Today: 5th World Holocaust Forum at Yad Vashem


Follow the live broadcast:

https://www.yadvashem.org/holocaust-forum-2020/broadcast.html



Heads of State from Europe, North America and Australia are converging at Yad Vashem, the World Holocaust Remembrance Center, for the Fifth World Holocaust Forum, taking place on 23 January 2020. The event, entitled “Remembering the Holocaust: Fighting Antisemitism,” is being organized by the World Holocaust Forum Foundation, headed by Dr. Moshe Kantor, in cooperation with Yad Vashem, under the auspices of the President of the State of Israel, H.E. Mr. Reuven "Ruvi" Rivlin.


As the world marks the 75th anniversary of the liberation of Auschwitz, the message is clear – antisemitism has no place in our global society.

This historic event takes place against the background of the rise in hateful and violent expressions of antisemitism, especially in Europe. Given this alarming situation, efforts to educate about the dangers of antisemitism, racism and xenophobia and foster Holocaust commemoration, education and research have made this event more crucial and relevant than ever.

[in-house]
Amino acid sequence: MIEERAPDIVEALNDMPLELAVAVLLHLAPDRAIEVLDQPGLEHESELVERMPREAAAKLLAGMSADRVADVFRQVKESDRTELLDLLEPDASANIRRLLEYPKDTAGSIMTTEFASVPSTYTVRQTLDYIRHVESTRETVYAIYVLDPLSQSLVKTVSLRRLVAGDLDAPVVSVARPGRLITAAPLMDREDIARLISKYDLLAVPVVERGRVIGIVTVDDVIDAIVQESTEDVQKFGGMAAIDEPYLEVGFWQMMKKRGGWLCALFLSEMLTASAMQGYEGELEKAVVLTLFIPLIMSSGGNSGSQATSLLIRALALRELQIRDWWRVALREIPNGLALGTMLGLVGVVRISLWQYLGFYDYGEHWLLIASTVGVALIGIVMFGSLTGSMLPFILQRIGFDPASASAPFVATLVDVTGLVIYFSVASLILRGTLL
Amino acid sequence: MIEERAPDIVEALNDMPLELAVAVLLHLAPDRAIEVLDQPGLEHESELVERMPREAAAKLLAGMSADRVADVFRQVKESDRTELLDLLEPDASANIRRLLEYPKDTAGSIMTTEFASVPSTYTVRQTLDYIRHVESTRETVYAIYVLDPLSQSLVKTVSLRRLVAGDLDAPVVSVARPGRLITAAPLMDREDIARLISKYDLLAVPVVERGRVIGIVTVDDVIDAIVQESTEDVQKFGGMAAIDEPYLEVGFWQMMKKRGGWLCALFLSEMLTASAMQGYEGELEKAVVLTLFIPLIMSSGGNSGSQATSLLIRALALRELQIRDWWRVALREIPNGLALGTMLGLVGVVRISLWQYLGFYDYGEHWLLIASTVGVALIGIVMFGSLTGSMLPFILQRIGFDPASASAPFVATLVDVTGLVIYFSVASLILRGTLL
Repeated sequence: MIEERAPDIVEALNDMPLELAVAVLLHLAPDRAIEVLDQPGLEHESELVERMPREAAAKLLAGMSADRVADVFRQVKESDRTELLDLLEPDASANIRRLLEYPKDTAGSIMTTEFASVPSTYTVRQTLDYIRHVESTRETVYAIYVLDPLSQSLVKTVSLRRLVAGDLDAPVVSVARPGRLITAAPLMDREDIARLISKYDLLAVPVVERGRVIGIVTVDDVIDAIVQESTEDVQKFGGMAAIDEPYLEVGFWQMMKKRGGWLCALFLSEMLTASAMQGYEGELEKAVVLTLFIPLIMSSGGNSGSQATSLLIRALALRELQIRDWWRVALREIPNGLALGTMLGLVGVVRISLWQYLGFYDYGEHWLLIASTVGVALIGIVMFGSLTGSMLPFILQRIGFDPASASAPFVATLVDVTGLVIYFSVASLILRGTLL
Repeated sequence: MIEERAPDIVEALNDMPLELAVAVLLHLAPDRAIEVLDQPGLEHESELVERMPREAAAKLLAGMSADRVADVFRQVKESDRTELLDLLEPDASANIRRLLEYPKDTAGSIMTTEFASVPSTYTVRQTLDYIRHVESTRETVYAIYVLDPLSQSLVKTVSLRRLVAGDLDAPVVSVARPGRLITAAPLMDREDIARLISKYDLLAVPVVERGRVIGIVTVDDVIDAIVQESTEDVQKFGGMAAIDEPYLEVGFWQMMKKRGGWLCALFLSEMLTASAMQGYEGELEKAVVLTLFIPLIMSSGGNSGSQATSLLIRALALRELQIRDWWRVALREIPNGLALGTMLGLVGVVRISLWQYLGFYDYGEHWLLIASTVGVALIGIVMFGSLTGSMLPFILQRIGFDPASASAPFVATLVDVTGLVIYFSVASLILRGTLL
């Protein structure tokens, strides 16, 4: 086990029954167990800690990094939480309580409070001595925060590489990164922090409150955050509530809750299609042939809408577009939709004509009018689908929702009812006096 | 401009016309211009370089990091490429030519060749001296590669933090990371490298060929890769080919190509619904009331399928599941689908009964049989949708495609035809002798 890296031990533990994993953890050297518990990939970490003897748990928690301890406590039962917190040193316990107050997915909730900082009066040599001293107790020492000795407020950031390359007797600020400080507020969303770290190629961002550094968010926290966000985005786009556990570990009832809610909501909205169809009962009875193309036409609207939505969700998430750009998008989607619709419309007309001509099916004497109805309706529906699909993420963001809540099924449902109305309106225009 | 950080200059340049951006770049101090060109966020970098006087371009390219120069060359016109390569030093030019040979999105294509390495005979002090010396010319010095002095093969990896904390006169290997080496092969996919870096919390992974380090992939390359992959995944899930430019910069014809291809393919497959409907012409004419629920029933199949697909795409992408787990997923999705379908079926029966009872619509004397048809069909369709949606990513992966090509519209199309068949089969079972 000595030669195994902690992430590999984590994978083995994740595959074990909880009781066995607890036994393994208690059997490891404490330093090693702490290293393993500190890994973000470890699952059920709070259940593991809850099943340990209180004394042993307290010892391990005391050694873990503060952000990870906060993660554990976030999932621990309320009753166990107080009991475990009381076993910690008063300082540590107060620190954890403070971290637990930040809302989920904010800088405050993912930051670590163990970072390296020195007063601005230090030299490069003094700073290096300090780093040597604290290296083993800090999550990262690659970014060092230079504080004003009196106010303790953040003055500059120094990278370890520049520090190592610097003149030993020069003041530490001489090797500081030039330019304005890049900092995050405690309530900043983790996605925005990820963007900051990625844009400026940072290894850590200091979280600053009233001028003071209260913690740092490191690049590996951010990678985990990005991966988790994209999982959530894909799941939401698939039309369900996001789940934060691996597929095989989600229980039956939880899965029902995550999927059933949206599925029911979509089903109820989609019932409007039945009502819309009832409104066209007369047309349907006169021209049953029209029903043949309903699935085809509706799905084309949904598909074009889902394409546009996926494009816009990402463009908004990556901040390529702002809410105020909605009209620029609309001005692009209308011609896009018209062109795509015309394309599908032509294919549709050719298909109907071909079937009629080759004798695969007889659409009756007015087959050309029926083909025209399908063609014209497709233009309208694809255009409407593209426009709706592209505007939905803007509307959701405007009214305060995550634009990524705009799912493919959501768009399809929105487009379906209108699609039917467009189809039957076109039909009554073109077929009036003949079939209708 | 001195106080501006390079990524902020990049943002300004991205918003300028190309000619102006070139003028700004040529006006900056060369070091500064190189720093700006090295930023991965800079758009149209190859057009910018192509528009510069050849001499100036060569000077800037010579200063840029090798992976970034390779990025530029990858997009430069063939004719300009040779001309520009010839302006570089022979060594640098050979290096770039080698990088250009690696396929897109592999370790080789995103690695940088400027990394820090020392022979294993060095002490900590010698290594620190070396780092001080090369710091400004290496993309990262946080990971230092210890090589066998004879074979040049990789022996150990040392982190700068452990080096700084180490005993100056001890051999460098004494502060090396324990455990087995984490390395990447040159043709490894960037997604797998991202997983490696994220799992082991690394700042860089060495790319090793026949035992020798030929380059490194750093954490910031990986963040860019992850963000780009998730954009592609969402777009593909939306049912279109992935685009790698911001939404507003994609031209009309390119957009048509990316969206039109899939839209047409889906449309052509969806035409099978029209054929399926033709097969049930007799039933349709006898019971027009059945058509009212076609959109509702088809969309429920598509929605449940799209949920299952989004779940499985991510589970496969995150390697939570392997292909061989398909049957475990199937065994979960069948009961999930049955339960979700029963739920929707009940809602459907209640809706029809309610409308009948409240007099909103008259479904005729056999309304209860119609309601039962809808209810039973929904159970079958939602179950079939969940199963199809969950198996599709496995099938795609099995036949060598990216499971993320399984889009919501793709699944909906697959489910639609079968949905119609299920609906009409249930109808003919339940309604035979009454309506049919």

The Holocaust, aimed at the total annihilation of all Jews everywhere, and the eradication of their culture and history, was fueled by extreme racist antisemitism. In the aftermath of the Second World War, the international community enacted universal principles and instituted international organizations with the express purpose of averting future crimes against humanity. The ways in which antisemitism has persisted since the war and proliferated over recent years need to be identified, studied and understood. World leaders must be alert to antisemitism's current manifestations, and remain resolute in combatting it where it appears. It is the responsibility of all humanity, and especially the leaders that are gathering at Yad Vashem, to work to fight antisemitism, racism and xenophobia.


Yad Vashem works tirelessly to increase the knowledge and awareness of the history of the Holocaust, not only to ensure that its meanings continue to be relevant 75 years after the end of WWII, but also as a lighthouse warning against the alarming racism that is on the rise around the world today.